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Apple's U.K. 'Apology' to Samsung Is Missing the Remorse
Apple's U.K. 'Apology' to Samsung Is Missing the Remorse
By Jennifer LeClaire / NewsFactor Network Like this on Facebook Tweet this Link thison Linkedin Link this on Google Plus

In what sounds like an elementary-school punishment, Apple has followed through on a mandate from a United Kingdom court to post a public apology to Samsung. The public notice says Samsung didn't infringe on its intellectual property with its Galaxy tablets and smartphones.

Apple responded, but was somewhat defiant. The iPad-maker published a notice, but it was less of an apology and more of an acknowledgment of what the judge ruled. The High Court of Justice in England and Wales decided that the Galaxy Tab 10.1, Tab 8.9 and Tab 7.7 do not infringe on Apple's iPad design patent.

Apple Acknowledges Ruling

Apple posted a notice that acknowledged the court ruled in Samsung's favor on July 9 and linked to the case. Apple also noted that in the ruling, the judge made "several important points" comparing the designs of the Apple and Samsung products. Apple then outlined those points:

"Overall [the design] has undecorated flat surfaces with a plate of glass on the front all the way out to a very thin rim and a blank back. There is a crisp edge around the rim and a combination of curves, both at the corners and the sides. The design looks like an object the informed user would want to pick up and hold. It is an understated, smooth and simple product. It is a cool design," the judge wrote of Apple's iPad.

"The informed user's overall impression of each of the Samsung Galaxy Tablets is the following. From the front they belong to the family which includes the Apple design; but the Samsung products are very thin, almost insubstantial members of that family with unusual details on the back. They do not have the same understated and extreme simplicity which is possessed by the Apple design. They are not as cool."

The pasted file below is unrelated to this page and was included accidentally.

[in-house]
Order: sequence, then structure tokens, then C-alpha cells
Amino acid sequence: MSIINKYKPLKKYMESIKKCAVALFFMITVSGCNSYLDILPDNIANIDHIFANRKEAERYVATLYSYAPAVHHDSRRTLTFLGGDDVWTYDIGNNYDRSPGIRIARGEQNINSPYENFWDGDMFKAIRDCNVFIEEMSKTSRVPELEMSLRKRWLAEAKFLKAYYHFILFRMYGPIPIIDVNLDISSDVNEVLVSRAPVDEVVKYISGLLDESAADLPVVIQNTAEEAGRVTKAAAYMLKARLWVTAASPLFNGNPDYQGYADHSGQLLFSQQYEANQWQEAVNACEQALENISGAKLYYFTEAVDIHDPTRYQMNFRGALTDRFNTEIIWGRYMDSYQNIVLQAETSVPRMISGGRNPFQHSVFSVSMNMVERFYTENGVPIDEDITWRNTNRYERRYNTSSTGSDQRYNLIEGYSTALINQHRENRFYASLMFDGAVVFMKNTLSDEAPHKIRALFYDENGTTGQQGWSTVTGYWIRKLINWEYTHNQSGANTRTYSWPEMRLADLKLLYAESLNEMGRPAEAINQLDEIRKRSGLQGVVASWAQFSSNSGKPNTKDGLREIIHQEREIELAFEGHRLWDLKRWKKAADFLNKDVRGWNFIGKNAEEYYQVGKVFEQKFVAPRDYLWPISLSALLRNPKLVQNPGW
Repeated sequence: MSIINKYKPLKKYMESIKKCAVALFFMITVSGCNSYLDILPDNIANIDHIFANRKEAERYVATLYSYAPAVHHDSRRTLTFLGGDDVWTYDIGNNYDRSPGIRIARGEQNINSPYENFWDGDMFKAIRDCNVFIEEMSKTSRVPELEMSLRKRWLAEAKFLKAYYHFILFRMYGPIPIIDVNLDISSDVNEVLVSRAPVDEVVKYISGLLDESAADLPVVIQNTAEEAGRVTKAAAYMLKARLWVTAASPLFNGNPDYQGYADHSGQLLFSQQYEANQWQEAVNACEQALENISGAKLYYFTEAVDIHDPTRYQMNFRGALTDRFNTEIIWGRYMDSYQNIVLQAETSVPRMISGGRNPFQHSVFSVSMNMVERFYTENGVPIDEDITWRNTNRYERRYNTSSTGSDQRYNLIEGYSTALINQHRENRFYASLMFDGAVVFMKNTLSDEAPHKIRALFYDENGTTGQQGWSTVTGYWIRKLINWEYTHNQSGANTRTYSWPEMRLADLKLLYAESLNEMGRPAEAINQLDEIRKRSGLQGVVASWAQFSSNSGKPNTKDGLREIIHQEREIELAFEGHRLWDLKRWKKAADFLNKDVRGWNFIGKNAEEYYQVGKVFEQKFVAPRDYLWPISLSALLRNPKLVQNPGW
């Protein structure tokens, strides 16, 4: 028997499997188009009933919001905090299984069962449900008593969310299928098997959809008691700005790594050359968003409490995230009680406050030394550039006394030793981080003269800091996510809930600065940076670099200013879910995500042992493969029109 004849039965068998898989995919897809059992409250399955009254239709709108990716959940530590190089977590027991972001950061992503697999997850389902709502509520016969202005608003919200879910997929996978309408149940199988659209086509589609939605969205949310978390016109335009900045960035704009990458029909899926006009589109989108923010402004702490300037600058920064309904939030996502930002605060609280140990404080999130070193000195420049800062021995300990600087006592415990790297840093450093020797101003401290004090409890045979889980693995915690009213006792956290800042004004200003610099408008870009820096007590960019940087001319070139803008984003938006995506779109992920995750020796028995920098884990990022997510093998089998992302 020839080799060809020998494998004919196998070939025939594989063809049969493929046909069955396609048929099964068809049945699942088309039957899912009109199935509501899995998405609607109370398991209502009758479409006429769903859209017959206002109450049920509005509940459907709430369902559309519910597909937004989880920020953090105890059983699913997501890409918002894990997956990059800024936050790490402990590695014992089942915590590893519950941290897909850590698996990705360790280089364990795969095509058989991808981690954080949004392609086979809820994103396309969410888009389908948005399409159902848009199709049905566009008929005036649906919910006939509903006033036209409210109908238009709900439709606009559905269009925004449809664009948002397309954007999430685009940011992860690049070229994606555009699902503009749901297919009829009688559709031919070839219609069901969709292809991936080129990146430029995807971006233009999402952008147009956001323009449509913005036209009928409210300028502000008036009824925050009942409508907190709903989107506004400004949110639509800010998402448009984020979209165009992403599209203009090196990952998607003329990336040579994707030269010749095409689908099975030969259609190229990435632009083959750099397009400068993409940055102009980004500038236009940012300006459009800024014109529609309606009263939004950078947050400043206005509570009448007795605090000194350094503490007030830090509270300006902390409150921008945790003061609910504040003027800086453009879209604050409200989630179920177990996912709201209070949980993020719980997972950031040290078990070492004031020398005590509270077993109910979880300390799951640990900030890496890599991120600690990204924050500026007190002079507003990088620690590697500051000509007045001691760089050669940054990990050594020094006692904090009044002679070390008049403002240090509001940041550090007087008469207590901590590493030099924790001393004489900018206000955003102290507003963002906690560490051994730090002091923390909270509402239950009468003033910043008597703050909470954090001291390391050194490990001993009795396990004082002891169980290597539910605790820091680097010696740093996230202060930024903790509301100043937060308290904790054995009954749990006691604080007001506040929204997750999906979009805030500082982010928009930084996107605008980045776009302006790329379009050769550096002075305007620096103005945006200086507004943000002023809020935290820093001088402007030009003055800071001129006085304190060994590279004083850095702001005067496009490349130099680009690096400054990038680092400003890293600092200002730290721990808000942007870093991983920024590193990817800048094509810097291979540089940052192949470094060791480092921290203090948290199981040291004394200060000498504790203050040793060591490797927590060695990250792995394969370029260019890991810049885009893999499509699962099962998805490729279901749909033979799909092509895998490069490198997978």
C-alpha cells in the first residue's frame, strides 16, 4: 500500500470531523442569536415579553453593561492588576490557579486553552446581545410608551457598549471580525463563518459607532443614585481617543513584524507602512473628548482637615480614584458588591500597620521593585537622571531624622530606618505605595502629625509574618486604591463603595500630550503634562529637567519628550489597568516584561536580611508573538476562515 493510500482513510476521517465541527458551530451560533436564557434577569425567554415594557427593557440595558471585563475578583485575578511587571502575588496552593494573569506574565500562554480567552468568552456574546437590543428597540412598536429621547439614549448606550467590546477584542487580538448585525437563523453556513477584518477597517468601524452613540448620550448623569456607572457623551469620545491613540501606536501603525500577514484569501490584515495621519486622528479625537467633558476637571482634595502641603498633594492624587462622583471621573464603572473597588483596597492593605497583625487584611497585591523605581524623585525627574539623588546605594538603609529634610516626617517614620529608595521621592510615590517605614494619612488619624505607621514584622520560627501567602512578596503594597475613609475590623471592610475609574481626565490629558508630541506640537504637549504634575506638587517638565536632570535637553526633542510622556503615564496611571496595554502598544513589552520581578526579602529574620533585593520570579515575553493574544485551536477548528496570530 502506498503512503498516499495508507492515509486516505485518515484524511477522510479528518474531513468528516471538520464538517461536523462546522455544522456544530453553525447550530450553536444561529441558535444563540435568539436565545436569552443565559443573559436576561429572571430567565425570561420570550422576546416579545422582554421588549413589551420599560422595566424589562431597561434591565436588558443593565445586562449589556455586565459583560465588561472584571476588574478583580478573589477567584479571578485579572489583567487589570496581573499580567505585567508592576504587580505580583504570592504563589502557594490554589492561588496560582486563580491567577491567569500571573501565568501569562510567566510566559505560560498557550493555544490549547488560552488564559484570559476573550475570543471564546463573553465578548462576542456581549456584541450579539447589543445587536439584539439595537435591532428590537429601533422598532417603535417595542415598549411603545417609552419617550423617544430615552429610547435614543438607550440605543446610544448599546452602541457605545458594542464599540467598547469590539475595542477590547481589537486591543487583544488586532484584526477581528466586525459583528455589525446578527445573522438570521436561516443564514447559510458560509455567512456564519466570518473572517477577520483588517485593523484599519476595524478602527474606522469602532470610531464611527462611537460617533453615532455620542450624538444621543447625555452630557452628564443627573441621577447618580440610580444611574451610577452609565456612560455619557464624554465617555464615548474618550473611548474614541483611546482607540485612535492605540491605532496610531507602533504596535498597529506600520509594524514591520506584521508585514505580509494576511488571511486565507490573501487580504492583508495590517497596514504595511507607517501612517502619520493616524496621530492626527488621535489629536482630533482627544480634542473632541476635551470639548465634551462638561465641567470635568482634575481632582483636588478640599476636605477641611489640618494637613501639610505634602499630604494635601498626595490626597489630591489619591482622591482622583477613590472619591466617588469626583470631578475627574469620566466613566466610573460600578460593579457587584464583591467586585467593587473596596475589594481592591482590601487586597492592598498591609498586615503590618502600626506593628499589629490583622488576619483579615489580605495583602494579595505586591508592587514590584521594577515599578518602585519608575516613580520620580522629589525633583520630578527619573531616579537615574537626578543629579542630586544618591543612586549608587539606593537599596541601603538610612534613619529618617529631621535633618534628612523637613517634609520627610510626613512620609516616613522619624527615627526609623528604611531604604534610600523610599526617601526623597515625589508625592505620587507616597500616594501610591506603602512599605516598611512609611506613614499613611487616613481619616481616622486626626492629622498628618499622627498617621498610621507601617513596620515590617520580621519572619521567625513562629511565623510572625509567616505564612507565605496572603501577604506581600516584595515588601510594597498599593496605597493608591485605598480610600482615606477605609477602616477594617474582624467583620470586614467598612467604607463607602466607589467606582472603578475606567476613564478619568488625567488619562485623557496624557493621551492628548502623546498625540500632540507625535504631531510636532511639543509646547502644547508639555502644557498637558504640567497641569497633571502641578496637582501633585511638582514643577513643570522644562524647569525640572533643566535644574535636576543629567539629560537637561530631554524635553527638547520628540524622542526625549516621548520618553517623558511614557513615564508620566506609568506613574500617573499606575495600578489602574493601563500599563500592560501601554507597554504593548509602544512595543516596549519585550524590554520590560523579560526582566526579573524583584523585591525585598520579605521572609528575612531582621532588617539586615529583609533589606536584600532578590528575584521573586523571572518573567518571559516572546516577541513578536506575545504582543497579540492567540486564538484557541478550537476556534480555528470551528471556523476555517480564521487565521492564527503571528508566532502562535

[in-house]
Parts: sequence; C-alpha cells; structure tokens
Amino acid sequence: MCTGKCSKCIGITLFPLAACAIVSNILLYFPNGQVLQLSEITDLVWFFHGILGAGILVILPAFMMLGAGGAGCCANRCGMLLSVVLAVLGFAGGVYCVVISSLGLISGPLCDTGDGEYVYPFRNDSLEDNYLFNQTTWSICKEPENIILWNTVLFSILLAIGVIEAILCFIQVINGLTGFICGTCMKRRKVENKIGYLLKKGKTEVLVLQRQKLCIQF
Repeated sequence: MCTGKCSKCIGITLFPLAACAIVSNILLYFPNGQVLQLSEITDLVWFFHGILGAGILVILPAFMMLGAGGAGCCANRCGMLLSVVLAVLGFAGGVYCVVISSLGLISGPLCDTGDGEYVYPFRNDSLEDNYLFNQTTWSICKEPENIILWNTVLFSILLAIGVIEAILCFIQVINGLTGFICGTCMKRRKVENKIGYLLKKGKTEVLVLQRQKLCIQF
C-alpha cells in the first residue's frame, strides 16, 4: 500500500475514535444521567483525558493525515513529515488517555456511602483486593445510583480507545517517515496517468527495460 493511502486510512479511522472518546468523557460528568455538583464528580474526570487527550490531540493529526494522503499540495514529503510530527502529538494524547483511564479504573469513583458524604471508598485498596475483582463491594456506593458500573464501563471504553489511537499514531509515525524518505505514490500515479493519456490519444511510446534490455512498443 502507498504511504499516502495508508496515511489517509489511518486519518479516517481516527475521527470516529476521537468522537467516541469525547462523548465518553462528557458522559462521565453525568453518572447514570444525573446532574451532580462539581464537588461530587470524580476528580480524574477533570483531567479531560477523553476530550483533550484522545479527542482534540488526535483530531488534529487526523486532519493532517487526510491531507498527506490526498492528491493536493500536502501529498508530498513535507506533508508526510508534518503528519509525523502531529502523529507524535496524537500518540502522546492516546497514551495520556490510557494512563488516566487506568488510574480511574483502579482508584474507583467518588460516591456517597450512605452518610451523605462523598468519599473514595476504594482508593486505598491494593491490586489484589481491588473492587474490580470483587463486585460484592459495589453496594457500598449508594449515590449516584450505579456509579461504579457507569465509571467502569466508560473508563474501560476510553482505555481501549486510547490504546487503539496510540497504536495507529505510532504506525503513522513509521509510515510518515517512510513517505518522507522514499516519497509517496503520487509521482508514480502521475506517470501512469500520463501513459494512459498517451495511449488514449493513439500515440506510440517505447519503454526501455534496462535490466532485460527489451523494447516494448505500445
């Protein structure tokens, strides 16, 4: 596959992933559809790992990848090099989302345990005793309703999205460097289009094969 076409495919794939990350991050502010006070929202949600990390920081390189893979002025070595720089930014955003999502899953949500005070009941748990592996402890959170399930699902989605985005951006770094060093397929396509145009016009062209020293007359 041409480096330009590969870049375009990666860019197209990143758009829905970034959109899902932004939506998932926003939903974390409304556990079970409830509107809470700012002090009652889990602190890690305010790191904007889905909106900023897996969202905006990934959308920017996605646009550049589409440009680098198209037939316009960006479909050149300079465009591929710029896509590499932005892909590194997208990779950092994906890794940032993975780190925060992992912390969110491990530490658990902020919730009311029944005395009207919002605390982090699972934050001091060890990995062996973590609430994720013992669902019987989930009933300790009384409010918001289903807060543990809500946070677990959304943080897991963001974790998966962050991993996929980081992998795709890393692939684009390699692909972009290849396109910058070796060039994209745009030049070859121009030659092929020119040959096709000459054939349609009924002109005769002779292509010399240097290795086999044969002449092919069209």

The Battle Continues

Apple noted that the judgment has effect throughout the European Union and was upheld by the Court of Appeal on Oct. 18, but there is no injunction in respect of the registered design in force anywhere in Europe. Apple then continued to support its own points.

"However, in a case tried in Germany regarding the same patent, the court found that Samsung engaged in unfair competition by copying the iPad design," Apple said. "A U.S. jury also found Samsung guilty of infringing on Apple's design and utility patents, awarding over one billion U.S. dollars in damages to Apple Inc. So while the U.K. court did not find Samsung guilty of infringement, other courts have recognized that in the course of creating its Galaxy tablet, Samsung willfully copied Apple's far more popular iPad."

If you are wondering where the apology is, there really isn't one. It is unclear if the notice will satisfy the U.K. court's requirement. At the end of the day, the market battle still rages between Samsung and Apple.

"Samsung sells a lot more products at a lot more price points," said Avi Greengart, an analyst at Current Analysis. "I don't know that Apple looks at Samsung's market share and thinks, 'Woe is me.' I think Apple is looking at its unit sales growing at a very healthy clip.

"Right now, they are supply constrained. There's tons of demand. They simple can't make iPhone 5s fast enough and Apple is making tons and tons of money. At the end of the day, that's what businesses are in business for -- to make money."

Tell Us What You Think


Posted: 2012-10-27 @ 4:41am PT
Hopefully, they will be dragged in front of the bench again by their ears, because what they are effectively doing is rejecting the jurisdiction of the court.

As for the market share vs. the unit sales issue, I think Greengart is taking a very myopic view here. Making money today is good and fine but the question is can you make money tomorrow? And when Android acquires an overwhelming market share, it will increasingly be questionable for other companies to accomodate for iOS. Apple has already once learned what it means when a competitor's OS becomes a quasi-standard - and it almost broke them.

Posted: 2012-10-27 @ 1:30am PT
Apple should be charged with contempt of court - it's not an apology but a gloat. And those judges should be more careful when they introduce personal preferences to justify professional opinions.

Posted: 2012-10-26 @ 4:40pm PT
Seriously, Apple. What are you, like five?

Posted: 2012-10-26 @ 3:44pm PT
iDirty, iHorrible, iStinking iCompany

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